We start the New Year with a continuation of the last days of the old year: stock market rise and bond market sell off. The stock market has apparently priced in all the bad news, the bond market has priced in all of the "flight to safety" and now both are reacting to the fact that we are going to hopefully come off the bottom of this recession and start tackling the problems. Now for the catch 22: If the financial markets start acting like the worst is over, then they might find out it really isn't or may be starting again. Why? Bad times bring low rates; good times see rates go up. To finish the thought, if rates go up, can bad times return, or put another way, will this slow up the return to good times?
Looking at the real estate market (which of course is the industry I participate in all facets), sales and financing of real estate, we need low rates to entice a return to normalcy. When one ponders the stock market you see that you need higher prices to entice a return to the "good old days". In both cases low asset prices, stocks and real estate, cannot for some strange reason present enough reason to lure the general public back into the industry. The stock market always does better at the heights of the averages than it does at the bottoms. People do not get interested until they feel everything is booming and then much to their chagrin, they jump in and end up on the short end. Today we find nobody excited about the stock market or the real estate market. The average person on the street will tell you that real estate is going lower and they are waiting; the stock market is in a bear market and won't return for at least a year. What is wrong with that picture?
It is always better to buy when everyone is selling and sell when everyone is buying. Is it easy? Not a chance! Being a contrarian is the hardest and highest paying "job" in the world. You must look at a horrible situation and see a rainbow to buy; you must look at the sweetest sight you have ever seen and find the rotten apple that tells you to get out now! Unfortunately you might find yourself at the wrong side of the trade for a while and start questioning your reasoning. That is because nobody buys at the bottom and sells at the top. So you will find yourself selling a bit too soon or buying a tad early. The courage of your convictions will save the day in most cases.
Having said all that, we are running a gamble when we look to the future and see the proverbial rainbows. If the economy starts moving - probably with the huge influx of stimulus money from the Obama stimulus package - one of two things can happen which will yield the same results. Either we will have a massive amount of treasury notes, bills and bonds to sell in order to finance this stimulus package (which will then force rates up in order to sell the massive amount of new debt) or we will start the printing presses going and print money (which will inflate the dollar and cause the beginnings of an inflation problem which will force the Federal Reserve to start raising rates). Neither will be good in the short run for real estate which can again short circuit the recovery of the economy. Could there be a silver lining?
Perhaps, now that the government owns the major lenders in this country, Fannie Mae and Freddie Mac, they could suspend the premium of the mortgage backed securities in some manner over the treasuries. They would actually battle the market forces by buying lower rate pools while the market would normally be looking for a higher rate to correspond with the upward pressure of the treasury market. All it takes is money! Does that mean tax money, international money or investor money? Tax cuts are still prevalent, so you can rule that out. The Asians and Europeans have supplied us with money for years but they seem to have problems of their own. Investors, per se, probably do not have the appetite - so who rides to the rescue? You guessed it, the government and the printing presses. Please reference the previous paragraph for the problem with this solution.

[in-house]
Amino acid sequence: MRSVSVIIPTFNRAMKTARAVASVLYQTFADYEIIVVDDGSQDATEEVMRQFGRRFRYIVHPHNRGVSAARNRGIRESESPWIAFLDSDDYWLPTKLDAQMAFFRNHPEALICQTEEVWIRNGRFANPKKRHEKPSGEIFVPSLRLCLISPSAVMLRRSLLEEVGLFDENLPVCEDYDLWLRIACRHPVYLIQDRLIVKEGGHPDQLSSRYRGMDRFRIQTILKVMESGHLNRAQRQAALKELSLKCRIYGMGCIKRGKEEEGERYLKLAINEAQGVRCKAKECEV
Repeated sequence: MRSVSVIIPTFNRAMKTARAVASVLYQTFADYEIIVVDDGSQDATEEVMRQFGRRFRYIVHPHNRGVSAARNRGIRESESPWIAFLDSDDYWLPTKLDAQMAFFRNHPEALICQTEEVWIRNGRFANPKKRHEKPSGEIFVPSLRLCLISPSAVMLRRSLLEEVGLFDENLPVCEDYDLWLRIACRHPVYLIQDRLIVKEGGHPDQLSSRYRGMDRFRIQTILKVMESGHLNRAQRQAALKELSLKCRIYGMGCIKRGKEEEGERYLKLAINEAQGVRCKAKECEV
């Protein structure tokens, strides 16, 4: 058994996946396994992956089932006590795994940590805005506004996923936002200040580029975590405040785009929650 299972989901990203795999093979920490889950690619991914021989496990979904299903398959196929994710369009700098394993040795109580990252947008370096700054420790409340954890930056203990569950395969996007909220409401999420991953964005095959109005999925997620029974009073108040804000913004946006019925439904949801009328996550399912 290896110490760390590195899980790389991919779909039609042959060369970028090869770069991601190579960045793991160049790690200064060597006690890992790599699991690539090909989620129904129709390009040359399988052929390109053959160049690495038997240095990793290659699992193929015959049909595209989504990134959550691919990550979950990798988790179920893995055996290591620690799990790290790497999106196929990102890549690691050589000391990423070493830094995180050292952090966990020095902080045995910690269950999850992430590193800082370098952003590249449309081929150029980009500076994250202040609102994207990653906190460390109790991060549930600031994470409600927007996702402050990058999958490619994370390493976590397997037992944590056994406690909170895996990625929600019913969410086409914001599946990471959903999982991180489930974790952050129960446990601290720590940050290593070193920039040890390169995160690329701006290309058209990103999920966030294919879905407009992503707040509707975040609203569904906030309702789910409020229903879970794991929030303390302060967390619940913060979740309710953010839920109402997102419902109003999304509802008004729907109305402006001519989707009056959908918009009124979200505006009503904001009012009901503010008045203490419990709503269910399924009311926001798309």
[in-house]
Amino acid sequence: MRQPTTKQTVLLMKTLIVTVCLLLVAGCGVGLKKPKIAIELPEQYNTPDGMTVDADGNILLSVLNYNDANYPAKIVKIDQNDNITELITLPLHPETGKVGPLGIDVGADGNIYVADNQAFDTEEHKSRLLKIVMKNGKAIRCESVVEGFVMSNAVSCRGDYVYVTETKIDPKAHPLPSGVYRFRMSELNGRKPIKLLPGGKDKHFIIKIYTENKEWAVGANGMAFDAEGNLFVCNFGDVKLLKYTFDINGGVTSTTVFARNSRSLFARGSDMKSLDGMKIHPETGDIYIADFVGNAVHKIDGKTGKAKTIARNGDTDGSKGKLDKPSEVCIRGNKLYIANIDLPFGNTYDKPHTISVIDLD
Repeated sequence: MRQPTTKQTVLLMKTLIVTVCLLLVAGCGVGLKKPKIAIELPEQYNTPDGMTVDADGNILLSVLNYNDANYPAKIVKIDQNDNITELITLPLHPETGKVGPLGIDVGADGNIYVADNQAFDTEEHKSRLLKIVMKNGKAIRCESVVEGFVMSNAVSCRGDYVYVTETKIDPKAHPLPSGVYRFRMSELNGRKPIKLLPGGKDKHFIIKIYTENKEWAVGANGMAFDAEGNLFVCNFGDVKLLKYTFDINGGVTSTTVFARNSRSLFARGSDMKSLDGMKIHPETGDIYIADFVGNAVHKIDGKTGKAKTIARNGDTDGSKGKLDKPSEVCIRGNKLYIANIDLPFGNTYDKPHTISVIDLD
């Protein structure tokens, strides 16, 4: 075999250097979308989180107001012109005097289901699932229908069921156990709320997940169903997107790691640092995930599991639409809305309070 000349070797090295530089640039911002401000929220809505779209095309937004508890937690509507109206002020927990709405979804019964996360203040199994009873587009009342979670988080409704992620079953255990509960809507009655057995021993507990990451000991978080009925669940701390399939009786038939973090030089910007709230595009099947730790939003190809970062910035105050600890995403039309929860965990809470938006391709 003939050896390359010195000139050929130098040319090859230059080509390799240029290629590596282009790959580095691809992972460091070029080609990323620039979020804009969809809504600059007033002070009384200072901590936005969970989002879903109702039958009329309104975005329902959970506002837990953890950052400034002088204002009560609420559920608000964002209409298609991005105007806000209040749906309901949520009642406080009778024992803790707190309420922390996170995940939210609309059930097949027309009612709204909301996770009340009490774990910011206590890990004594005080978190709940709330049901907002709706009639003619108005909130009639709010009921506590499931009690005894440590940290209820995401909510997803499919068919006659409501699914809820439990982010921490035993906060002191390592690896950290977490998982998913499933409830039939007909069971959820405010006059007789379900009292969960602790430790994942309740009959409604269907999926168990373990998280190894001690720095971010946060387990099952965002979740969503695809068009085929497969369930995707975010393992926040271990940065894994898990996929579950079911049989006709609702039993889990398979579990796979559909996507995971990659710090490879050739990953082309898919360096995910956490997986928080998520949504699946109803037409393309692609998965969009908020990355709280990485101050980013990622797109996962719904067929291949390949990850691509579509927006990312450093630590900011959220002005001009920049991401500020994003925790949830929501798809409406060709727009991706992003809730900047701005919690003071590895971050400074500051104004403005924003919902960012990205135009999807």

The future turnaround of the economy relies on either changing the habits of the American public (and while this is happening throwing in a desire to purchase domestic automobiles), or preparing for living in an inflationary period that might takes us back to the days of Jimmy Carter. Neither seem realistic to me. Why not entice the markets with ideas that aren't potentially as costly, instead of thinking that massive amounts of money is always the answer? Why not expand the idea behind the Roth IRA, where tax free accumulation is offered to all Americans in some form, which could certainly pick up the stock market and simply defer the tax to the government instead of eliminating it? Why not trade lower rates to real estate buyers for more stringent taxing on the sale of their personal residences? Instead of the exclusion of the first $250,000 in profit for individuals and $500,000 for couples who have held their property for at least 2 years, why not offer half of that for a 2 year holding before selling, three-quarters of it if you hold for 5 years and all of it if you hold the property for 7.5 years?
Are the aforementioned the right solutions to stimulate the financial markets? Maybe, maybe not. What I am trying to do is point out solutions that aren't directly tied to huge government monetary infusion. There are better ideas and we do not have the money. I know we can rise to the occasion and save our grandchildren the burden that we seem unwilling or unable to carry. If everyone starts to think about a new solution, I am sure we will have one that makes more "cents" and saves more dollars!
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